During his first couple years as owner, Foster discovered new software and technology that helped increase production, and he learned how to run a tight ship. In 2006, he fired six of his nine employees. Being young and in charge did not come without challenges.
“There’s an older generation in this industry, and I was younger and saw ways to do it differently,” says Foster. “At first it was hard to fit in, but it did happen, and it helped grow me. And I continued to grow.”
In August 2016, one day after completing a lengthy, $1 million custom cabinetry job on 62 suites at the New Orleans Superdome, Foster’s shop flooded. Nearly six feet of water swamped his shop.
“We lost everything we had and not only that, a third of our employees’ homes were flooded,” says Foster. “I needed revenue, and I needed people to know that we were going to be OK.”
Foster was in the middle of renovating Patrick F. Taylor Hall on LSU’s campus when the shop flooded.
“I needed a sander, and I needed to finish that job so we could continue to pay our employees,” he says.
A vendor Foster knew connected him with Jeremy McCutchen, owner of J-Kraft Inc., a custom cabinet maker with shops in Houston, Dallas, Austin and San Antonio.
And this is where loyalty met humility.
“It takes a special person to ask for help,” says McCutchen. “If I see something broke, I have to fix it, and he is the same way. We clicked and became friends within a day. He is the kind of person you would call at 3 a.m. and he would be there.”
Foster, his father and Choppin drove to Houston to borrow a sander from McCutchen to keep the job on track. And McCutchen returned with them to Louisiana, helping his new friends rebuild their office and homes of people in Denham Springs.
When Hurricane Harvey hit Houston one year later, Foster returned the favor, traveling with his family to Houston to cook for those who flooded and donate supplies.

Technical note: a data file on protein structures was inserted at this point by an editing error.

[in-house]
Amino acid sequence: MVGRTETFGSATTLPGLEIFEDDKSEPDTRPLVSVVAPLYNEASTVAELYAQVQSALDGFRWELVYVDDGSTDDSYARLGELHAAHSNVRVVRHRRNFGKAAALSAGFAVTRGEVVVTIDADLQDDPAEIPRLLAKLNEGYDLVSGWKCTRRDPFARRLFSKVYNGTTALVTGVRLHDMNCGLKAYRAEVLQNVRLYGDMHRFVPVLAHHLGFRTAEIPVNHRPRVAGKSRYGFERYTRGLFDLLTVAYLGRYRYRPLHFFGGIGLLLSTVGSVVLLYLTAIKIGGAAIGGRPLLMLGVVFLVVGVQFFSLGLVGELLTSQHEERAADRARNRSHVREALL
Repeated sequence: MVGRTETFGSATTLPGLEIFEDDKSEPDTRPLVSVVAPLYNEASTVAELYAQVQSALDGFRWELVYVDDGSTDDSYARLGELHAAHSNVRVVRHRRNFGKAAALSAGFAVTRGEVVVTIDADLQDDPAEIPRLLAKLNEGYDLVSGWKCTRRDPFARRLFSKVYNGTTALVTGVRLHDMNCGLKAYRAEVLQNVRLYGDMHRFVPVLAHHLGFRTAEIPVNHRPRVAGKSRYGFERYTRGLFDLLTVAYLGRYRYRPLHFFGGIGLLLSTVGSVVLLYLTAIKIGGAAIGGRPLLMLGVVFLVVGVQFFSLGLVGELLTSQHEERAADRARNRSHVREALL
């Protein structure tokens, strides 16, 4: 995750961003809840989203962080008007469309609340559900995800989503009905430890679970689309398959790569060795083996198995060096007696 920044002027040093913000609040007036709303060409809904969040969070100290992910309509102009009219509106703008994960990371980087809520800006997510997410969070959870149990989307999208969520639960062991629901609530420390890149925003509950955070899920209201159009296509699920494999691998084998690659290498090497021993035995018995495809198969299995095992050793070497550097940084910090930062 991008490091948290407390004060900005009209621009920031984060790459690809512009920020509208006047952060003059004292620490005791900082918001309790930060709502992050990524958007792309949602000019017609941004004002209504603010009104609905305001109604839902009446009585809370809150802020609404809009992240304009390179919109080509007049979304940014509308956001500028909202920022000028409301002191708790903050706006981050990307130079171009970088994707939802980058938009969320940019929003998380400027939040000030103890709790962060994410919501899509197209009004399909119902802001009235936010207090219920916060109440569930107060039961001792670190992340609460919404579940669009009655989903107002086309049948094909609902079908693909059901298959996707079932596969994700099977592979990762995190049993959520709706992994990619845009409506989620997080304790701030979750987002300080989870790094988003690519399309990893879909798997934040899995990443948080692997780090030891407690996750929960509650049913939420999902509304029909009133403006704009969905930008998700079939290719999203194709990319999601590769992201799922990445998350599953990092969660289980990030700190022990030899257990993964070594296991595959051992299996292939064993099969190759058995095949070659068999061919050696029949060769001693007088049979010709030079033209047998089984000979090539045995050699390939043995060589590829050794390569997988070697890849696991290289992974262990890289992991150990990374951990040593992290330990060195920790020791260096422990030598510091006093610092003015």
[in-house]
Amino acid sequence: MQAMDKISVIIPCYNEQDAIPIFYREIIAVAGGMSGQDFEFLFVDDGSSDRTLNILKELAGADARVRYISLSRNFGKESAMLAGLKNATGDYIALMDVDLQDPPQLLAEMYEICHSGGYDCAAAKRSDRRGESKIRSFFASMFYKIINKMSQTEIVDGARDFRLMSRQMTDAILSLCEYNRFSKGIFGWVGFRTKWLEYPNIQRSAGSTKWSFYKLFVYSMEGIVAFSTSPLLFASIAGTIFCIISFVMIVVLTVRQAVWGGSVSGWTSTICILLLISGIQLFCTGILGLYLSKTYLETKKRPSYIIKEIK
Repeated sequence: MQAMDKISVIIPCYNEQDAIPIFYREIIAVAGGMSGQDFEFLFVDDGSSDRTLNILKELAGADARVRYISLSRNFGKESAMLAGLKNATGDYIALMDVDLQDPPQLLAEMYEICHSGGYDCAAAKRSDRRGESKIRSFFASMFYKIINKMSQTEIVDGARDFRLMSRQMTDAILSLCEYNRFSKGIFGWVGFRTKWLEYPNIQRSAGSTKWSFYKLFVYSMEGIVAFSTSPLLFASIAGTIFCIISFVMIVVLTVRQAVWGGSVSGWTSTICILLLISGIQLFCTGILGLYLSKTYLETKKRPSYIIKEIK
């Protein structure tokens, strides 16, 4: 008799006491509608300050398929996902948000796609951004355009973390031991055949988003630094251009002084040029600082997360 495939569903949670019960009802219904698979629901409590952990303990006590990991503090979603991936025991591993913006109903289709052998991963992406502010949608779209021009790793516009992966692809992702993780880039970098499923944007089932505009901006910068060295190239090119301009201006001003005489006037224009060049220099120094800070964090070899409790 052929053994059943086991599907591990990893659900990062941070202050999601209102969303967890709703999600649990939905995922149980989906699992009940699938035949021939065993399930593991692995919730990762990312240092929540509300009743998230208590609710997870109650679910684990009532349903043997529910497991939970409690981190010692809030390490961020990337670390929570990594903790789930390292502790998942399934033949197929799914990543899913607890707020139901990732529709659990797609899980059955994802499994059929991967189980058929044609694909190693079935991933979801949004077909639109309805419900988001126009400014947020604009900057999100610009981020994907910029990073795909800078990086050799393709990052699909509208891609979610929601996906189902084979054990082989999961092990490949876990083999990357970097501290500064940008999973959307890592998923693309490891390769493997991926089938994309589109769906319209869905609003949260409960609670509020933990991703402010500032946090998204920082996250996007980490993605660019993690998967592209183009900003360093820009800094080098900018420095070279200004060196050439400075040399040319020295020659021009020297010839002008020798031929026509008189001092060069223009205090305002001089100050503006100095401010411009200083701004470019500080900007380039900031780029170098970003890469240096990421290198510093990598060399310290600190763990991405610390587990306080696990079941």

“They were not even back up and running themselves and they came here and gave to us,” McCutchen says. “They are good, good people.”
Next year, Foster and his 46 employees will move into a new and bigger millworking shop under construction at Florida Boulevard and Juban Road. Close to Interstate 12, it’s the perfect location for residential and commercial clients from across the south to meet a young man with an old moral compass navigating a new path.
“I have never met anyone more ethical, more do right, more passionate than Chad,” says John Christian Williams, president of JCW, a marketing company that works with Foster. “He believes in waking up in the morning and doing the right thing.”
What drove me to be successful?
Tenacity and the ability to change has led to Chad Foster’s success.
“My father always told me you only get one name in this world,” Foster says. “Do the right thing and everything falls into place. And if there is one thing constant in life, it’s change. If you don’t change, the world can’t evolve.”
Foster is not afraid of change. He welcomes it. And he is usually the first one asking questions and seeking answers. Those answers help him navigate his career and life.
There’s a quote by American poet Maya Angelou that reads, “When you learn, teach, when you get, give.” Foster is more than familiar with this quote. He understands that his place in this world is bigger than him.
“We have a duty as humans to leave something better than we found it,” he says. “We need to share our knowledge. That is the only way we can change is to educate and help each other.”